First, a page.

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Not everything's OK in D.C. sports

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Cheers and Jeers,Sports,NBA,Wizards,NHL,Capitals,D.C. United,Craig Stouffer

There was no better time in recent years to be a sports fan in the D.C. area than in 2012. Robert Griffin III went from Heisman Trophy winner to the ultimate risk by Mike Shanahan to one of the NFL's most electric players. The Nationals proved they deserved a place among the National League's elite and will be favorites next year for the postseason and, potentially, a World Series.

But that doesn't mean there weren't down times and troubling undercurrents that have been equal to the usual feast or famine involving the Redskins.

It has reached the point where the only place in Chinatown that isn't vibrant and full of life is Verizon Center. Thanks to Andray Blatche, who was so out of shape and unliked that he couldn't set foot on the court, and JaVale McGee, who was more sideshow than basketball player, the Wizards were the laughing stock of the NBA during its condensed 2011-12 season. This fall, instead of being funny, they simply have been losers. The team is as far from respectability and the playoffs as it has been in the last four years. Yet owner Ted Leonsis has kept his faith in team president Ernie Grunfeld, whose record in charge of the Wizards as of Christmas was 287-460.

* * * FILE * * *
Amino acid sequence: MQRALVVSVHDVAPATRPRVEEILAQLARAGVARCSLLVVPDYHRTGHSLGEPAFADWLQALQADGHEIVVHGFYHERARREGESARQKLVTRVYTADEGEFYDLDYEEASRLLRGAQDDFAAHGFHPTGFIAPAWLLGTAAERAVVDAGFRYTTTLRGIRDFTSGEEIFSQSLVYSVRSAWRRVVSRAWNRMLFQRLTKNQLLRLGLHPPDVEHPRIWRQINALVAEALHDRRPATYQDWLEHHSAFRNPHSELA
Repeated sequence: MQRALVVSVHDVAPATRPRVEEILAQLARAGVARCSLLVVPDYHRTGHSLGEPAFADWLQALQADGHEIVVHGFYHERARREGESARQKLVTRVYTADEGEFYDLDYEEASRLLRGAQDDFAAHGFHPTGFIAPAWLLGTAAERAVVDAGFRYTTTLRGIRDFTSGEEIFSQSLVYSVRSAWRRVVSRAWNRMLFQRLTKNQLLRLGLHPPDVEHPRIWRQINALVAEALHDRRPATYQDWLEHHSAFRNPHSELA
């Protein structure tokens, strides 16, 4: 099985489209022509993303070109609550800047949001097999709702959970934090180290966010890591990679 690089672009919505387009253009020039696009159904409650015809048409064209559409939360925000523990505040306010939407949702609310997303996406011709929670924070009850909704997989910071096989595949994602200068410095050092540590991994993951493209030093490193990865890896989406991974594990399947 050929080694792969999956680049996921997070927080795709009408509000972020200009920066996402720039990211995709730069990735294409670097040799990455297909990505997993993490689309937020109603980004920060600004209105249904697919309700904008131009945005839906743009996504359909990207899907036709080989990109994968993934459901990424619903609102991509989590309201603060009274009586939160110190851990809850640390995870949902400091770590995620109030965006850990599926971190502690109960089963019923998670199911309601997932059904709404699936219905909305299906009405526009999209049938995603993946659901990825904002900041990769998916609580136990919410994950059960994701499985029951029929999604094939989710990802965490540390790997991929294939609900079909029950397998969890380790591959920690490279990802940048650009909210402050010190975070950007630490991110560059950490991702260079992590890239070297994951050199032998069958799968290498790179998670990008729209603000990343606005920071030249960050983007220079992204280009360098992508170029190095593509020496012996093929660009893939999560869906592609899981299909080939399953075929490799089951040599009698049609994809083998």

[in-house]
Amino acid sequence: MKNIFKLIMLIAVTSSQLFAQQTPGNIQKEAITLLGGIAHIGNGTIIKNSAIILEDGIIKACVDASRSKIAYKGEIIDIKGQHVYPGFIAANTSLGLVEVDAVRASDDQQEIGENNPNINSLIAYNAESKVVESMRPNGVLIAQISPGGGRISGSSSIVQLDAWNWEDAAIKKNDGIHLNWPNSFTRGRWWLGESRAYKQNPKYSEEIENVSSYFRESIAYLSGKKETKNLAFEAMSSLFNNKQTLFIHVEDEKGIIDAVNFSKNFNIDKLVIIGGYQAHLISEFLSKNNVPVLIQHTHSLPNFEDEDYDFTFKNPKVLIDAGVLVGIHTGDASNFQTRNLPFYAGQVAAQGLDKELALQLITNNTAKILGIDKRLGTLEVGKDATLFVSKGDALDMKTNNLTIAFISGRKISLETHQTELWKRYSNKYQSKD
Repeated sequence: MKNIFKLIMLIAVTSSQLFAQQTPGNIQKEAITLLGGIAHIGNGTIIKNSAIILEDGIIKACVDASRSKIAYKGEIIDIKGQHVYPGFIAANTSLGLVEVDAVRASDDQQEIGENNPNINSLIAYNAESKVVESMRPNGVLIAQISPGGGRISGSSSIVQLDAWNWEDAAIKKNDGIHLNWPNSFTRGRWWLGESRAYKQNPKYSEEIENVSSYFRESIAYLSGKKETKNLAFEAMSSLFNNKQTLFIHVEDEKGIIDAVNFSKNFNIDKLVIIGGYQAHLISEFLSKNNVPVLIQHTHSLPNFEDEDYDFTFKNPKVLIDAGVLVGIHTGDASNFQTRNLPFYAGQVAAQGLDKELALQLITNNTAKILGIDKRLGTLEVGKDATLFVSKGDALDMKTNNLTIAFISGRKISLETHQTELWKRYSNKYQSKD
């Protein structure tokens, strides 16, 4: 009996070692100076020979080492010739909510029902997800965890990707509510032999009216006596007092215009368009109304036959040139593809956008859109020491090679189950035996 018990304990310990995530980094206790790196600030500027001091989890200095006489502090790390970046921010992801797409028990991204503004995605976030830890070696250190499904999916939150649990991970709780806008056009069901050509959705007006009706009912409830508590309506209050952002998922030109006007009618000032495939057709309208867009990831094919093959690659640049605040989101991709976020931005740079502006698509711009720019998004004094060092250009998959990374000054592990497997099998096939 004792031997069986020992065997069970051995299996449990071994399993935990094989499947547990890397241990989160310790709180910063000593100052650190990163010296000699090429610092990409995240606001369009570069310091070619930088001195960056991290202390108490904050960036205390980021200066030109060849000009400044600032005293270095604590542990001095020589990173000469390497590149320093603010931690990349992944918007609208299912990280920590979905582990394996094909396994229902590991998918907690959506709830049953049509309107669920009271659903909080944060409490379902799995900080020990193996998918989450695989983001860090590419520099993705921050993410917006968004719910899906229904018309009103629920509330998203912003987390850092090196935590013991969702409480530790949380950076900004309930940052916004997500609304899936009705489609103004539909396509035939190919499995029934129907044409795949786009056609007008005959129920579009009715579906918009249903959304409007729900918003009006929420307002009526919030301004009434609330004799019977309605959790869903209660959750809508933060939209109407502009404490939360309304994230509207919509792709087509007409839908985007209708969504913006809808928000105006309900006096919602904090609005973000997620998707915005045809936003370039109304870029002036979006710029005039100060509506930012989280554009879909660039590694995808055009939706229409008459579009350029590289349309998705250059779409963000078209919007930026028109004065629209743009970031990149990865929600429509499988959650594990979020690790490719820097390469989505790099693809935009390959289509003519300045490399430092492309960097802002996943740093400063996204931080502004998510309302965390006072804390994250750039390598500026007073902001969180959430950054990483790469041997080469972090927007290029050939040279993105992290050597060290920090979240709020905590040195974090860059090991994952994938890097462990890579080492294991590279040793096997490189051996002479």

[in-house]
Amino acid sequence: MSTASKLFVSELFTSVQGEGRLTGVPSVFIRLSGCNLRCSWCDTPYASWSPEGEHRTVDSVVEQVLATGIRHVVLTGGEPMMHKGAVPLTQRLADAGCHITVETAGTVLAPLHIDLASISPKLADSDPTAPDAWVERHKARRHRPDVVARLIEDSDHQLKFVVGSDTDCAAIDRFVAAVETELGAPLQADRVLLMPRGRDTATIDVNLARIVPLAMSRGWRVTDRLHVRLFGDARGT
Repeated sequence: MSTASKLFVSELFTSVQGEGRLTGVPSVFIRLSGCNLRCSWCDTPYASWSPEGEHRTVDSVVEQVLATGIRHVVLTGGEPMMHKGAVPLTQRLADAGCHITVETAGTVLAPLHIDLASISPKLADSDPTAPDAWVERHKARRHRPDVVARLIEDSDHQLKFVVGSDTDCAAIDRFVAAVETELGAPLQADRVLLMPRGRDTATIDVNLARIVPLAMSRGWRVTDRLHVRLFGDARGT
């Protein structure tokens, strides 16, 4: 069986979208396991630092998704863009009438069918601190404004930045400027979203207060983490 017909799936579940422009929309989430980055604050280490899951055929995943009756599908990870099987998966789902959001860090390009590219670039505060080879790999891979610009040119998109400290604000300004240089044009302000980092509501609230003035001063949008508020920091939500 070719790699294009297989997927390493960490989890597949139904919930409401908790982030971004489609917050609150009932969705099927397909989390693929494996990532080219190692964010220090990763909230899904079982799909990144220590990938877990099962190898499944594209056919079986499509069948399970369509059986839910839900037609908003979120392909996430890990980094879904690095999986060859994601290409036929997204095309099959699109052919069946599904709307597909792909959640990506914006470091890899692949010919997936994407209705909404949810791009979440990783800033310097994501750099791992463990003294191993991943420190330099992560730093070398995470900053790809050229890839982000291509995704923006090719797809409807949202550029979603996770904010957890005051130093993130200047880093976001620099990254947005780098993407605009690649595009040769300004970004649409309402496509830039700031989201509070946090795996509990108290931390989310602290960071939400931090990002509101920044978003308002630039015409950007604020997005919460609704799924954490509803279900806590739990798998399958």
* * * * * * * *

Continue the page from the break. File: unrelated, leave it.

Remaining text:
D.C. United's stirring run to the playoffs won't be easy to duplicate, and it was a reminder that time is running out at crumbling and outdated RFK Stadium. United's front-office turnover after the season was proof that even its new owners think it lags behind the pace in growing MLS.

The Capitals have carried the local sports scene for five years. They have made the playoffs every year, won four Southeast Division titles and played epic games in front of frenzied, sellout crowds. But can they keep that momentum going in the face of an ongoing NHL lockout? If a new collective bargaining agreement isn't signed within the next three weeks, the season is in jeopardy. Given the breakthrough success of the Nats and the Redskins, will hockey continue the explosive growth it has seen in this area? And that's a worry even before we see how the Caps actually look on the ice under new coach Adam Oates.

- Craig Stouffer and Brian McNally

cstouffer@washingtonexaminer.com, bmcnally@washingtonexaminer.com

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